With national and international attention and dollars flowing into the Bakken area, it was only a matter of time before investors wanted their piece of the oil-rich pie.
Unveiled Nov. 10, the Williston Basin/ Mid-North America Stock Fund is an investment option offered by Integrity Mutual Fund, based in Minot, which focuses on investing in companies that are participating or benefiting from the activities and economic development of the area. Natural resources such as oil and gas, coal, ranching and agriculture will be the primary focus of the fund, but other support industries such as potash, banking, transportation, manufacturing, food packaging, and consumer supplies could also be part of the portfolio mix.
Laura Anderson, mutual fund division president for Integrity, said this new fund is the first of its kindfocusing on a particular geographical areaand the uniqueness is turning heads.
Local investors will now have the opportunity to invest in businesses spanning from services to extraction in the energy rich Bakken and beyond.
"There's been a lot of interest from financial officers as well as individuals, which is unique because most of our contact is from the financial end," she said.
Because of the national attention the Williston Basin has garnered recently and the individual interest of locals, Anderson said for the first time in recent history, Integrity actively marketed to the general public by placing announcements in newspapers in western North Dakota and eastern Montana.
"We thought it would be in the best interest our of clients and the community to reach out directly," Anderson said.
Financial institutions statewide and around the country have also given heed to the frenzy.
"It's exciting to have a fund in this area that deals with energy businesses in the area," said Lavina Domagala, trust manager and senior vice president of First National Bank and Trust in Williston. "A lot of people around here have wanted to get involved, but couldn't afford to put out that much money."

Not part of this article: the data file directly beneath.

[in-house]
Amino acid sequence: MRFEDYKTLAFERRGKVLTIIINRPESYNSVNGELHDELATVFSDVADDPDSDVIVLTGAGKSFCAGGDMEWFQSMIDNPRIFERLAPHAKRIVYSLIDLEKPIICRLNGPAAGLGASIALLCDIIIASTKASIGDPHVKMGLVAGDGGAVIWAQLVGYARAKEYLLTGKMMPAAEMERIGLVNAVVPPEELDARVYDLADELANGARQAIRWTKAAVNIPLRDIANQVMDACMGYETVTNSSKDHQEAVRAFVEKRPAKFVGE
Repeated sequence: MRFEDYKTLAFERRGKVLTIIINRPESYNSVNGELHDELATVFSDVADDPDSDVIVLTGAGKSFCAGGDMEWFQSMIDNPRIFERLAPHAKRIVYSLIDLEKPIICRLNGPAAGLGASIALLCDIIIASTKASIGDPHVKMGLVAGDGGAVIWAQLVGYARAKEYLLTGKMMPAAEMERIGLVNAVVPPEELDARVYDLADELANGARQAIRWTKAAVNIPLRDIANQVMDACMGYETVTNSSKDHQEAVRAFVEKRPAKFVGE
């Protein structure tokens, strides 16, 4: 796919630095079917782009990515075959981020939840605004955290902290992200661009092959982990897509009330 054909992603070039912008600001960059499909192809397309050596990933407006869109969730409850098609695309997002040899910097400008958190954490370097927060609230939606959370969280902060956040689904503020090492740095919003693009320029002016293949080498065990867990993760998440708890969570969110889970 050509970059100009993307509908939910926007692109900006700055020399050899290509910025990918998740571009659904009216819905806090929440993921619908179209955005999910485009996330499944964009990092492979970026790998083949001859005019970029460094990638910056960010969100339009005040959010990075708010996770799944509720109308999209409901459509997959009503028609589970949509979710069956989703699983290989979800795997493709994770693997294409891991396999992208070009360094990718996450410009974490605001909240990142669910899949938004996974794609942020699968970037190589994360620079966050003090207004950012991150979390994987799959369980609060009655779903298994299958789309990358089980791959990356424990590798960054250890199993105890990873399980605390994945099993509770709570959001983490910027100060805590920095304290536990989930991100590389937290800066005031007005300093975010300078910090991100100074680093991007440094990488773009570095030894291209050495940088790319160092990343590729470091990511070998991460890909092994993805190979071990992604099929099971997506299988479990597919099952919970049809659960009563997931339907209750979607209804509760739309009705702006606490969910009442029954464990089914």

"Before, people around here had to buy individual stocks, which is a lot of money and risk. With this fund, there's lower risk and more people are able to participate," said Amy Wells, trust manager at First National.
The stock sells for roughly $2.50 per share.
"I think it has tremendous potential for growth," said Jeff Case, president of Case Financial Services in Minot. "It's a great opportunity for local investors who don't have a lot of money."
With money on the forefront of most American minds, Anderson said there are investment options available to fit any person's budget.
Traditionally, investors would put forth $1,000 to start or $250 if starting an IRA, but for those who wince at the $1,000 during this time of economic uncertainty, there is a third option: A $50 "monamatic program" which is a, "set it and forget it concept," Anderson said. It is a purchase program where a set amount of money is deducted on a monthly or quarterly basis from the investor's bank account and is invested in the fund. She added that the fund is geared toward long-term growth, so 3 to 5 years would be an ideal investment time period, but a minimum of one year.
Although the Williston Basin concept is new, the fund itself is not.